Rex Tillerson, former Exxon Mobil Corp. (IW 500/1) chief executive and President-elect Donald Trump’s pick for U.S. secretary of state, will relinquish control of about $240 million in company shares if confirmed as he severs ties to comply with conflict-of-interest requirements.
If confirmed, Tillerson will sell the more than 600,000 shares he owns in the largest U.S. oil explorer and transfer the value of more than 2 million in deferred shares to an independently managed trust, Exxon said in a statement dated Jan. 3. The former CEO would have received the shares over the next 10 years. Tillerson will also surrender entitlement to more than $4.1 million in cash bonuses to be paid out over the next three years, with the total lost compensation reaching about $7 million, the company said.
To avoid a conflict of interest with the multinational corporation he’s led since 2006, Tillerson, whom Trump named in December as his pick to lead the state department, would have needed to work out a resolution for the stock awards. Tillerson also needs sign off from the top U.S. government ethics agency.
Tillerson’s confirmation hearing before U.S. senators may begin as soon as next week. The 64-year-old Texan is no stranger to Capitol Hill, having testified before congressional inquiries in the past decade on topics as diverse as gasoline prices and the Deepwater Horizon disaster.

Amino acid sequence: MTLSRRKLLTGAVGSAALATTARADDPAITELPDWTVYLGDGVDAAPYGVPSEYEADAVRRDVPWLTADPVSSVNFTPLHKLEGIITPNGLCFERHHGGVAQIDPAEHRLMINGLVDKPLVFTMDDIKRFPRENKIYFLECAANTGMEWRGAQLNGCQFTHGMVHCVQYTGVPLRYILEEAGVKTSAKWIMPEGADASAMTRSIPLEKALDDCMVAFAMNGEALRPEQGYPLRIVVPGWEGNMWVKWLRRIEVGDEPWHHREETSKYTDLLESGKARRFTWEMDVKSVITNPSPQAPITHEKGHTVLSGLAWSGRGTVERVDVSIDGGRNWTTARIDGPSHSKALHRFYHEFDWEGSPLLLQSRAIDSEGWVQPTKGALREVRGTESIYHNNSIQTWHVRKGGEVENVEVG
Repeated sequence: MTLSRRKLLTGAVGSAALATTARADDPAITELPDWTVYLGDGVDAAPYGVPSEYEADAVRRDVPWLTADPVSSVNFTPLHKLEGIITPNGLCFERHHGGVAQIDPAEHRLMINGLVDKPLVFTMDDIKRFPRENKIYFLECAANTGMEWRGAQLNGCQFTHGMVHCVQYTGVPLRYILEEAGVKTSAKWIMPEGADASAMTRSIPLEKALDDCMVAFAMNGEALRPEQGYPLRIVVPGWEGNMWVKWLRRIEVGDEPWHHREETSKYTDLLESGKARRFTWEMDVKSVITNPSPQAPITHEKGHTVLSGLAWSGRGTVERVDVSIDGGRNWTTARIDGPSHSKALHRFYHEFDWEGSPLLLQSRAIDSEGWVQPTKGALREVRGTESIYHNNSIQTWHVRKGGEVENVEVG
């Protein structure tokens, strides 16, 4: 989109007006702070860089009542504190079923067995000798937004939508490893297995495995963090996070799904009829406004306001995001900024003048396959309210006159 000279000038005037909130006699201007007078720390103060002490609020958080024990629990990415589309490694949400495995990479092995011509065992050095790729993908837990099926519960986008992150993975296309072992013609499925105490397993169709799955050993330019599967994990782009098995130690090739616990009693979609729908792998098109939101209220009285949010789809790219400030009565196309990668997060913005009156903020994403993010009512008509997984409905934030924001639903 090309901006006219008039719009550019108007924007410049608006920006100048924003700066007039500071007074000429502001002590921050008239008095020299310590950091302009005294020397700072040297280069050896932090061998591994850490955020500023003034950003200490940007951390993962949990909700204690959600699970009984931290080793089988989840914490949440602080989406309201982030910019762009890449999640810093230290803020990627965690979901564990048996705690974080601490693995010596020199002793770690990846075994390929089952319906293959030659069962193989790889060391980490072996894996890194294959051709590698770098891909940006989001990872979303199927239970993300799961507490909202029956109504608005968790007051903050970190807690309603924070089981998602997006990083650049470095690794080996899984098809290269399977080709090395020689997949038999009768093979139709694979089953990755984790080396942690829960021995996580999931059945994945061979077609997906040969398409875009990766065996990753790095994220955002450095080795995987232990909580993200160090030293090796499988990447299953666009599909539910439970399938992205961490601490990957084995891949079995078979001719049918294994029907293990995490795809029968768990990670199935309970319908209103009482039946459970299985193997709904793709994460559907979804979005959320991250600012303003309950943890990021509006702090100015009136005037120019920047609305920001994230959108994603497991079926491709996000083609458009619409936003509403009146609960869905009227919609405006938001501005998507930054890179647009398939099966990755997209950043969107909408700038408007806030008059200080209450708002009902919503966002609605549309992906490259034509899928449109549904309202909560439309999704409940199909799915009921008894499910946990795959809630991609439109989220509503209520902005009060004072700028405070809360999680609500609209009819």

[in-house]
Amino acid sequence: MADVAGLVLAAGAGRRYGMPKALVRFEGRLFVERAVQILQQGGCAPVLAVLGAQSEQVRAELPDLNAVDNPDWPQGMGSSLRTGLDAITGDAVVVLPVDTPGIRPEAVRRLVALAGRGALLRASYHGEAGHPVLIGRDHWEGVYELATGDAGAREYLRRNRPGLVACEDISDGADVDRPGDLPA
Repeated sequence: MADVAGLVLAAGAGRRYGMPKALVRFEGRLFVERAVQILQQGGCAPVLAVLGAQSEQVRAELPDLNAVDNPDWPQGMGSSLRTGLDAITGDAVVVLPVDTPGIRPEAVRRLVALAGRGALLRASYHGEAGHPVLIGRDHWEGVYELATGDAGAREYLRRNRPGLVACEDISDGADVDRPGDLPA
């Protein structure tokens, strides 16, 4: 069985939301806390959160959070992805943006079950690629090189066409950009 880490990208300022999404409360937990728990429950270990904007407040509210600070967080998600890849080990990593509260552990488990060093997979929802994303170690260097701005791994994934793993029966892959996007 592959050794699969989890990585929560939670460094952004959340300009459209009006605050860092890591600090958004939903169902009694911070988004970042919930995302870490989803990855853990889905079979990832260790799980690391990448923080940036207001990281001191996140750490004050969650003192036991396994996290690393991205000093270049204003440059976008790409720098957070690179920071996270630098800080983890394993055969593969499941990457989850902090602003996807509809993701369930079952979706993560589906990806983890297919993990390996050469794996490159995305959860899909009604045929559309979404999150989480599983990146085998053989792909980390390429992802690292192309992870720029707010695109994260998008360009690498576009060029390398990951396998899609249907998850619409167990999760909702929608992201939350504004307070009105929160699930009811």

Tillerson stepped down as Exxon chairman and CEO on Jan. 1 and was succeeded by refining chief Darren Woods. The company typically retains the services of ex-CEOs post-retirement to benefit from their long-standing relationships with foreign oil ministers, political leaders and dignitaries.
By cutting ties with Exxon, Tillerson is also eschewing post-employment perks such as a private office and administrative support enjoyed by his predecessor and mentor, Lee Raymond. Tillerson spent his entire professional career at the Irving, Texas-based company that traces its roots to the 1880s and John D. Rockefeller’s Standard Oil Trust.
Tillerson directly owns 611,087 shares of Exxon, worth about $55.5 million according to Bloomberg calculations based on Tuesday’s close in New York. He has an additional 2.026 million restricted shares, worth $184 million.
By Ben Sharples and Joe Carroll